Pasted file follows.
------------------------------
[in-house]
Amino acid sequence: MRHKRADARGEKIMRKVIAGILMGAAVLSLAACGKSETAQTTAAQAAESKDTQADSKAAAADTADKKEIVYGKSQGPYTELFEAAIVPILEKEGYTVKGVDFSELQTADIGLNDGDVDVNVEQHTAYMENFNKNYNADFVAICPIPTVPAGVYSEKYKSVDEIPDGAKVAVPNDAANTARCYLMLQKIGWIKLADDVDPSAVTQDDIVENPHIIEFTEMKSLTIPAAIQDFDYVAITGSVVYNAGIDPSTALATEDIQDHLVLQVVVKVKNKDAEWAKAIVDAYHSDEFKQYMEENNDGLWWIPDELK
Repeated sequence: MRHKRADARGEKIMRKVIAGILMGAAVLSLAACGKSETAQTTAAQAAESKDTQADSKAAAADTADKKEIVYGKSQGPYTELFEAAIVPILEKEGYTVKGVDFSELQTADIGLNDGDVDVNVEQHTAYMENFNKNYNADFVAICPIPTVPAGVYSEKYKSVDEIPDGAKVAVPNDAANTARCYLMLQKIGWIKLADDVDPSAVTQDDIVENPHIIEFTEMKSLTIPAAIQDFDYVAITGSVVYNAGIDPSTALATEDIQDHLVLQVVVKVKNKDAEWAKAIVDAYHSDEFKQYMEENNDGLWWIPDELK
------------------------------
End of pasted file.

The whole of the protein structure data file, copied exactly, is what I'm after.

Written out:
[in-house]
Amino acid sequence: MRHKRADARGEKIMRKVIAGILMGAAVLSLAACGKSETAQTTAAQAAESKDTQADSKAAAADTADKKEIVYGKSQGPYTELFEAAIVPILEKEGYTVKGVDFSELQTADIGLNDGDVDVNVEQHTAYMENFNKNYNADFVAICPIPTVPAGVYSEKYKSVDEIPDGAKVAVPNDAANTARCYLMLQKIGWIKLADDVDPSAVTQDDIVENPHIIEFTEMKSLTIPAAIQDFDYVAITGSVVYNAGIDPSTALATEDIQDHLVLQVVVKVKNKDAEWAKAIVDAYHSDEFKQYMEENNDGLWWIPDELK
Repeated sequence: MRHKRADARGEKIMRKVIAGILMGAAVLSLAACGKSETAQTTAAQAAESKDTQADSKAAAADTADKKEIVYGKSQGPYTELFEAAIVPILEKEGYTVKGVDFSELQTADIGLNDGDVDVNVEQHTAYMENFNKNYNADFVAICPIPTVPAGVYSEKYKSVDEIPDGAKVAVPNDAANTARCYLMLQKIGWIKLADDVDPSAVTQDDIVENPHIIEFTEMKSLTIPAAIQDFDYVAITGSVVYNAGIDPSTALATEDIQDHLVLQVVVKVKNKDAEWAKAIVDAYHSDEFKQYMEENNDGLWWIPDELK